investigations in 1984 Hunter's Creek rather surprisingly
proved to be a very rich site by Central Florida standards. In
approximately seven square meters of excavations we found
parts of 14 projectile points, one core, 15 apparent scrapers
and nearly 2000 flakes. Identifiable points included three
Florida Archaic Stemmed, three Culbreaths, and one Citrus.
We tentatively dated the site to the Mt. Taylor, Orange, and
Transitional periods, 6000-1000 B.P.
At the time the site was a bit of an enigma. There did
not seem to be any other lithic scatters in the Orlando area.
In 1984, I wrote:
80r471 is a unique site, which makes it highly
significant. It is the only known lithic reduction site in Orange
County, in the Central Lakes District, and perhaps in Eastern
Florida. The idea that people would have carried chert 70
miles from the nearest source [we now believe it was 40-45
miles] to the middle section of an obscure creek in one of the
least favorable environments of Florida is highly unexpected.
(Stewart and Weiss 1984:55).
Clearly Hunter's Creek warranted further excavations,
and we were fortunate in having two additional seasons, each
of which significantly altered our preliminary impressions.
We undertook Phase II excavations in 1984. Artifacts had
been found in widely separated test pits encompassing an
area of about five acres. The Phase II project (Figure 2) was
designed to sample this large expanse to identify areas) of
concentration, to determine the depths and stratigraphy of
deposits and to obtain artifacts useful for dating and site
function estimates. In five weeks a crew of four dug 176
shovel test pits plus three one-meter squares and most of a 2
m x 2 m unit, until it was flooded and caved in. We were
unable to dig a deep square as planned because of saturated
soil from heavy rains. At the end of Phase II we had defined
the site limits at 340 m x 160 m, locating a core area of 7200
square meters near the creek, and isolating the cultural zone
at 5-35 cm below surface.
The research design for Hunter's Creek Phase III
(Figure 3) was prepared by Phil Weiss (Stewart et al. 1987)

and featured a well conceived sampling process supplemented
by judgmental tests, a series of wide area excavations and a
commitment to the use of 1/8" mesh screens to maximize
artifact recovery. The sampling program aimed at defining
the boundaries of our assumed "core area" and at defining
variability in artifact densities and functions across the site.
We divided the site into a low-density northern and a high-
density southern zone, sampling the former at 1% and the
latter at 2%. Each zone was gridded in 10 x 10 meter units,
within which 2 x 2 meter squares were chosen by random
numbers, eight in zone 1, twenty in zone 2. While these 28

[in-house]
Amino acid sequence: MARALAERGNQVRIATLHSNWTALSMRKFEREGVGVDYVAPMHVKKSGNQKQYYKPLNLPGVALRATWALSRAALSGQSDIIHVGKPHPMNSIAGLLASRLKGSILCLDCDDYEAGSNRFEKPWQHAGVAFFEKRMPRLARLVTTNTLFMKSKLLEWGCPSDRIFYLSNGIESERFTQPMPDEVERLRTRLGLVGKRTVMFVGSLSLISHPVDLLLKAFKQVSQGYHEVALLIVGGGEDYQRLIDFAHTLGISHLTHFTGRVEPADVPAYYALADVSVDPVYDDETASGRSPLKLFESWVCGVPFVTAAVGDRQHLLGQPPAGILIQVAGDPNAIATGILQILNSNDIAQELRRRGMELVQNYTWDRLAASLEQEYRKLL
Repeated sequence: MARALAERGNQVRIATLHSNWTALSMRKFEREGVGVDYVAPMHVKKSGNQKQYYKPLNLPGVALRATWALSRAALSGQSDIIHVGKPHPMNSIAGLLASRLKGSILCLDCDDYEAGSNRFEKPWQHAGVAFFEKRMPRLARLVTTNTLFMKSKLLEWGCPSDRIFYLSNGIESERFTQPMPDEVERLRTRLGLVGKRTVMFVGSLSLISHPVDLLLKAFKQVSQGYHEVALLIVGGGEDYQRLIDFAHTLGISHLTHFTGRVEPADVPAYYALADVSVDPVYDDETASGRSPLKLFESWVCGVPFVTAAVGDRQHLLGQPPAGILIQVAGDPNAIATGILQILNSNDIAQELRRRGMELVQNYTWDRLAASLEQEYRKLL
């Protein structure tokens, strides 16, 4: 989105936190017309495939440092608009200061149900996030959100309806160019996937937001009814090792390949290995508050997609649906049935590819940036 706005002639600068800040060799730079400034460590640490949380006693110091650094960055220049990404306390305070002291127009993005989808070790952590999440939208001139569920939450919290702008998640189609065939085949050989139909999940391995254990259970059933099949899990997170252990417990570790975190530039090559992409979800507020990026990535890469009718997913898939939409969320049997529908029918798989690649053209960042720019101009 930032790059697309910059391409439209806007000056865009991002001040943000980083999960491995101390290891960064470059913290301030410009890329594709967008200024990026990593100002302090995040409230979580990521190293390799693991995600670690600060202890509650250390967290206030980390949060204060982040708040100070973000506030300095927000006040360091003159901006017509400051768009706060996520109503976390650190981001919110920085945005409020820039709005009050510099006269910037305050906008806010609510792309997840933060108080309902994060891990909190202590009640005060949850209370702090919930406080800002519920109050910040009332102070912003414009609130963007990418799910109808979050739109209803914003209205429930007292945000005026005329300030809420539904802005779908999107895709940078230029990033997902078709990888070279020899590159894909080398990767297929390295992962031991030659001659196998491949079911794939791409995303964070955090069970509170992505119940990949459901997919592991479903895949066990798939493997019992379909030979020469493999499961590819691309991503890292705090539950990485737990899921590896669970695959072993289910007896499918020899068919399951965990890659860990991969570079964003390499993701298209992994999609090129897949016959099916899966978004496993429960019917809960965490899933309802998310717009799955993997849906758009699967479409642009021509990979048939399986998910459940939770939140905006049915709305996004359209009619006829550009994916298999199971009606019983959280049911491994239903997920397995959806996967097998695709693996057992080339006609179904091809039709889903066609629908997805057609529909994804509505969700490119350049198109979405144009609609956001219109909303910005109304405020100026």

units were being excavated, the lab kept a running account of
artifact densities by count and weight. The sample was
supplemented by a series of .5 x 2 meter "slot trenches,"
which we found to be very economical and effective in
locating areas of high artifact density and easily compared
with 2 x 2 units.
At the end of the sampling program we had a good
overall picture of artifact distributions and densities. Wide-
area excavations were opened up in two high density areas (B
and C) and around a possible hearth and postmold (Area A).
Realizing that the assumption of a single core area had been
false, we returned to the northern zone in 1988. At that time
we believed that there might be an Early and Middle Archaic
occupation locus, based on Bolen-like and Kirk-like points
found mostly in the northern portion of the site. After
excavating nine slot trenches selected randomly within 5 x 5
meter quadrats, we then selected Area D for an additional
wide-area excavation. Over the three seasons a total of 295
square meters (a 4% sample of the site) was excavated, with a
crew of four for five weeks in 1984, twelve for eight weeks in
1987 and five for six weeks in 1988.
All units in 1987 and 1988 were excavated in 10 cm
levels, by shovel-skimming to the cultural zone (generally
about 15 cm below surface), then troweling, and sifting
through 1/8" mesh screen. Pinpoint proveniencing was
prescribed but not always achieved by our inexperienced
crew. In retrospect we should have followed Chance's advice
(Chance 1983:244) and abandoned it altogether as a needless
waste of time. While it is by far more fun to map projectile
points in situ than to separate thousands of tiny flakes from
flecks of charred rootlets in 1/8" screens, the interpretive
rewards are far greater in the latter.
Even when dealing with a single component, there is
little basis for assuming that artifacts were used in situ during
a single event and immediately buried for posterity. At
Hunter's Creek there is reason to suppose that several
different groups camped there at different times, sometimes
even reusing the artifacts of their predecessors.
Subsequently, the combined forces of wind, water, burrowing
animals, and creeping roots have worked to move artifacts in
ways that archaeologists are only recently beginning to
understand (Wood and Johnson 1978). For low-lying
flatwoods sites like Hunters Creek the most significant post-


Figure 2. Hunter's Creek Phase II Excavations, with Sample Area for Phase III.

240- -r - - -- - --

220- ---J r -

2------ \ OA
2 to A-

190 -

I0g- O

1 70 -


40 ]

: L_._]

N -
0 10tm

Sample 1
Sample 2
Sample 3
D 2x2m Unit
[] 1984 Unit

N 1 3 0 I .. ..